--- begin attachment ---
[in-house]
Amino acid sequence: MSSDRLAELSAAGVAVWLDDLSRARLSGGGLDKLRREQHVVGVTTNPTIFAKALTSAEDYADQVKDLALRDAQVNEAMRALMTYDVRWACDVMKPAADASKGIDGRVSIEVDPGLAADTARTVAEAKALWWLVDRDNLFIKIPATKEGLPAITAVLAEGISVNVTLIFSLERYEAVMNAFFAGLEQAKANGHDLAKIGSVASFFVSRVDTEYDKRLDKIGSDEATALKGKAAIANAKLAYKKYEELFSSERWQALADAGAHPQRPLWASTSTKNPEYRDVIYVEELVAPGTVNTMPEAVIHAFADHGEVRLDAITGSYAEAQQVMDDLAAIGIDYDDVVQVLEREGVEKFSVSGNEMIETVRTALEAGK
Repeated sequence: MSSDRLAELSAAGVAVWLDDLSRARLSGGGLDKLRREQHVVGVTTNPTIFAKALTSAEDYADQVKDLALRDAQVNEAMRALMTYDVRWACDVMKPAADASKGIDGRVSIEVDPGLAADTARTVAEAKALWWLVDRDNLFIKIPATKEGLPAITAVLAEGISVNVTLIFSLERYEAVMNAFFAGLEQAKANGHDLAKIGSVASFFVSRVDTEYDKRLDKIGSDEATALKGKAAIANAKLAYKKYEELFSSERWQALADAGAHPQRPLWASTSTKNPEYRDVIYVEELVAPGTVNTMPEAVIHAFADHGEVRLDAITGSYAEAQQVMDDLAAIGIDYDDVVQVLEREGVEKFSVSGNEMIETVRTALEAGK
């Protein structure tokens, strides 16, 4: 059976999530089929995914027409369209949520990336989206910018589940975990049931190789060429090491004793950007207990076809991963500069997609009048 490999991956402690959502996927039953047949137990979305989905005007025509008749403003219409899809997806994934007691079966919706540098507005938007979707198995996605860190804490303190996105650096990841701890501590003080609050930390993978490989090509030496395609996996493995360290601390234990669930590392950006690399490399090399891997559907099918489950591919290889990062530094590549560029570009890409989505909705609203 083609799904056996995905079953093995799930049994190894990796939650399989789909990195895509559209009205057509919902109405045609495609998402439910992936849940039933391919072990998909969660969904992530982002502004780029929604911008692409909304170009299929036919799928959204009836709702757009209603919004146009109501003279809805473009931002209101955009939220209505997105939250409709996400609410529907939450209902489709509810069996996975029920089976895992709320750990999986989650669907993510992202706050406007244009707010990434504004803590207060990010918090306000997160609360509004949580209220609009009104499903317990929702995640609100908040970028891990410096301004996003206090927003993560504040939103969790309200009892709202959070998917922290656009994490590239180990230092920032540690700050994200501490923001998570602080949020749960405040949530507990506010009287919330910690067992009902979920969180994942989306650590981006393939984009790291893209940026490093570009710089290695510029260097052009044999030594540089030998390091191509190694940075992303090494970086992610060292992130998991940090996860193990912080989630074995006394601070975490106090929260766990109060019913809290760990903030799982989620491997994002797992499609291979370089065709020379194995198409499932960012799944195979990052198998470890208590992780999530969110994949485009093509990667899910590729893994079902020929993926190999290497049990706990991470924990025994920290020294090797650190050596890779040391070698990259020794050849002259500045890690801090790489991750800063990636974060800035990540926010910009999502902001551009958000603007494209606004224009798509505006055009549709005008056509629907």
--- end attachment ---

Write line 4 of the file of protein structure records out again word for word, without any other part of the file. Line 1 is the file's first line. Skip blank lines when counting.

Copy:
């Protein structure tokens, strides 16, 4: 059976999530089929995914027409369209949520990336989206910018589940975990049931190789060429090491004793950007207990076809991963500069997609009048 490999991956402690959502996927039953047949137990979305989905005007025509008749403003219409899809997806994934007691079966919706540098507005938007979707198995996605860190804490303190996105650096990841701890501590003080609050930390993978490989090509030496395609996996493995360290601390234990669930590392950006690399490399090399891997559907099918489950591919290889990062530094590549560029570009890409989505909705609203 083609799904056996995905079953093995799930049994190894990796939650399989789909990195895509559209009205057509919902109405045609495609998402439910992936849940039933391919072990998909969660969904992530982002502004780029929604911008692409909304170009299929036919799928959204009836709702757009209603919004146009109501003279809805473009931002209101955009939220209505997105939250409709996400609410529907939450209902489709509810069996996975029920089976895992709320750990999986989650669907993510992202706050406007244009707010990434504004803590207060990010918090306000997160609360509004949580209220609009009104499903317990929702995640609100908040970028891990410096301004996003206090927003993560504040939103969790309200009892709202959070998917922290656009994490590239180990230092920032540690700050994200501490923001998570602080949020749960405040949530507990506010009287919330910690067992009902979920969180994942989306650590981006393939984009790291893209940026490093570009710089290695510029260097052009044999030594540089030998390091191509190694940075992303090494970086992610060292992130998991940090996860193990912080989630074995006394601070975490106090929260766990109060019913809290760990903030799982989620491997994002797992499609291979370089065709020379194995198409499932960012799944195979990052198998470890208590992780999530969110994949485009093509990667899910590729893994079902020929993926190999290497049990706990991470924990025994920290020294090797650190050596890779040391070698990259020794050849002259500045890690801090790489991750800063990636974060800035990540926010910009999502902001551009958000603007494209606004224009798509505006055009549709005008056509629907």